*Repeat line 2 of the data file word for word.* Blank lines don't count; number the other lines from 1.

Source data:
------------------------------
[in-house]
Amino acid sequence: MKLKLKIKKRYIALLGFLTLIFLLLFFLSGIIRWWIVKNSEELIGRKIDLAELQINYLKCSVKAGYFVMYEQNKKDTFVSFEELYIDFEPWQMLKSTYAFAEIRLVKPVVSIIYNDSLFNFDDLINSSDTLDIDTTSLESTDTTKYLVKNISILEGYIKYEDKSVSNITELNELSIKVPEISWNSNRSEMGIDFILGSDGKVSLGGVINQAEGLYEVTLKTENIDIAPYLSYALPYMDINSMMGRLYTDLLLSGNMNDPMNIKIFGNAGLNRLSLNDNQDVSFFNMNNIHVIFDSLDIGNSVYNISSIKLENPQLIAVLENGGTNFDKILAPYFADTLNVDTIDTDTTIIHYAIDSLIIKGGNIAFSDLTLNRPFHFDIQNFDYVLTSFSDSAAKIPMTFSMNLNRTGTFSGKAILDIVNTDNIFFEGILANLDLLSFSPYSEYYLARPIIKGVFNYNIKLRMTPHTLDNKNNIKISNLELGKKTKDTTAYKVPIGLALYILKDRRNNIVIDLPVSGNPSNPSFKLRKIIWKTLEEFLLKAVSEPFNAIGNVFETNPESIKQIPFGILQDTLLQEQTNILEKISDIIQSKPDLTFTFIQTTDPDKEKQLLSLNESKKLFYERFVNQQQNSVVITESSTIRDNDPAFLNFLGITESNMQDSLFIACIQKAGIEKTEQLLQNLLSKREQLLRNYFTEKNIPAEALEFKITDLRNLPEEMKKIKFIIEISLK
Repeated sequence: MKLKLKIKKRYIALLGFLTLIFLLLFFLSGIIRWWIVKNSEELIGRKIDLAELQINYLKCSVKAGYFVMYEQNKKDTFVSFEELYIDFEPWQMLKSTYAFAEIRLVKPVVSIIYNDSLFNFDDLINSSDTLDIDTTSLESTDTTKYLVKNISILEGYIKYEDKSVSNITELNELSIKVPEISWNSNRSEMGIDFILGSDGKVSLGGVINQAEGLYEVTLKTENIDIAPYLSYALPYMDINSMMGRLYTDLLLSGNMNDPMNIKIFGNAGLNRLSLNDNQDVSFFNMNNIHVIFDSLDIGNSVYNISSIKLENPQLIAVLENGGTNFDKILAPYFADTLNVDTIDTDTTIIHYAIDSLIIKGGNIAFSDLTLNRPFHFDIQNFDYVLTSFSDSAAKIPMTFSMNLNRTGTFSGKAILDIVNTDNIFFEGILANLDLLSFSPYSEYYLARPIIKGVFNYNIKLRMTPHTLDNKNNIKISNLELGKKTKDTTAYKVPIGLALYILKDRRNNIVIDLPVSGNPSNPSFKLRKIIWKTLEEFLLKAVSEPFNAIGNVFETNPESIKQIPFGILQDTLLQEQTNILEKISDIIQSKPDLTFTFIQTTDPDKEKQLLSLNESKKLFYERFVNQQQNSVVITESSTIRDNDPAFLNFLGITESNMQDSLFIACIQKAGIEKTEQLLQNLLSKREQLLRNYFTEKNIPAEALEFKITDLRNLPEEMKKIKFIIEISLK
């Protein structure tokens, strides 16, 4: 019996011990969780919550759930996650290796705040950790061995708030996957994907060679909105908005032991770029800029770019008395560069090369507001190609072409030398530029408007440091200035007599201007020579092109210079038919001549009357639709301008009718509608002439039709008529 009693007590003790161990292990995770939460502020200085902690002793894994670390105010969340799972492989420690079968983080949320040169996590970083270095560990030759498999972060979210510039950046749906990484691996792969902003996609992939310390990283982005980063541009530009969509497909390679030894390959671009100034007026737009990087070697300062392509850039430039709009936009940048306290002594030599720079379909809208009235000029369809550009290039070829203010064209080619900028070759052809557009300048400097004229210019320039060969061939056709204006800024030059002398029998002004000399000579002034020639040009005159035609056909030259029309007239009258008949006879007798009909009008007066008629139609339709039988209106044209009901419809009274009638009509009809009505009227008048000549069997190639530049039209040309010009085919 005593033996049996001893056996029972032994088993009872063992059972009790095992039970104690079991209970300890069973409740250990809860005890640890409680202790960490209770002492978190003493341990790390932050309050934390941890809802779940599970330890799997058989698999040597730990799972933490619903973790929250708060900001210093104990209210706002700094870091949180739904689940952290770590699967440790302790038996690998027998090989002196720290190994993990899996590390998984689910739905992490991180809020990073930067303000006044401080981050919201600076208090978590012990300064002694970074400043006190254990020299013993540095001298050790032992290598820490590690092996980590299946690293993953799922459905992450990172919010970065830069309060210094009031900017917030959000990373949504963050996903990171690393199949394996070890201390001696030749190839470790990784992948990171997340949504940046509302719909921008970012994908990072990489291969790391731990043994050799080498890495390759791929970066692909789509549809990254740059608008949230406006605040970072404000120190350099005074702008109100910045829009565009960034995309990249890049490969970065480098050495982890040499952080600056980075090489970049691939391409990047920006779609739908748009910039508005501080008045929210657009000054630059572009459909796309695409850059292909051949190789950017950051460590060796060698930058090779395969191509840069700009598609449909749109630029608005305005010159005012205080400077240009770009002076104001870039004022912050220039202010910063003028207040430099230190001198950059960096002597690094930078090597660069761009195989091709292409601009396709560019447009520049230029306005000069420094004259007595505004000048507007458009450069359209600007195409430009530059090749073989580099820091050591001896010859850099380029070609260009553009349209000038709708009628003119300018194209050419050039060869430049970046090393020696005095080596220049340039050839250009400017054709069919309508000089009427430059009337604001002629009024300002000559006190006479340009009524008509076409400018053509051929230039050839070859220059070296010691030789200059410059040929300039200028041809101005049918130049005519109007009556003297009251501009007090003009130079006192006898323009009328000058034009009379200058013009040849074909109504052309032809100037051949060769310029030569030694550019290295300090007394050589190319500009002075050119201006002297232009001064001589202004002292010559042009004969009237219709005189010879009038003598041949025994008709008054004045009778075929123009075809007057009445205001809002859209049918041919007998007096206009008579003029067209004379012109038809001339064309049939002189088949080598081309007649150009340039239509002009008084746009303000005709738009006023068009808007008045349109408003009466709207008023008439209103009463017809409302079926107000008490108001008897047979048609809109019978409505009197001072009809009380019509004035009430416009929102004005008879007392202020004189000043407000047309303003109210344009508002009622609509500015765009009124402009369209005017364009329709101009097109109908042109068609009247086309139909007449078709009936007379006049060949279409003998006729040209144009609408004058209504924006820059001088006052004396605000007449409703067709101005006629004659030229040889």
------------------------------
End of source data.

Amino acid sequence: MKLKLKIKKRYIALLGFLTLIFLLLFFLSGIIRWWIVKNSEELIGRKIDLAELQINYLKCSVKAGYFVMYEQNKKDTFVSFEELYIDFEPWQMLKSTYAFAEIRLVKPVVSIIYNDSLFNFDDLINSSDTLDIDTTSLESTDTTKYLVKNISILEGYIKYEDKSVSNITELNELSIKVPEISWNSNRSEMGIDFILGSDGKVSLGGVINQAEGLYEVTLKTENIDIAPYLSYALPYMDINSMMGRLYTDLLLSGNMNDPMNIKIFGNAGLNRLSLNDNQDVSFFNMNNIHVIFDSLDIGNSVYNISSIKLENPQLIAVLENGGTNFDKILAPYFADTLNVDTIDTDTTIIHYAIDSLIIKGGNIAFSDLTLNRPFHFDIQNFDYVLTSFSDSAAKIPMTFSMNLNRTGTFSGKAILDIVNTDNIFFEGILANLDLLSFSPYSEYYLARPIIKGVFNYNIKLRMTPHTLDNKNNIKISNLELGKKTKDTTAYKVPIGLALYILKDRRNNIVIDLPVSGNPSNPSFKLRKIIWKTLEEFLLKAVSEPFNAIGNVFETNPESIKQIPFGILQDTLLQEQTNILEKISDIIQSKPDLTFTFIQTTDPDKEKQLLSLNESKKLFYERFVNQQQNSVVITESSTIRDNDPAFLNFLGITESNMQDSLFIACIQKAGIEKTEQLLQNLLSKREQLLRNYFTEKNIPAEALEFKITDLRNLPEEMKKIKFIIEISLK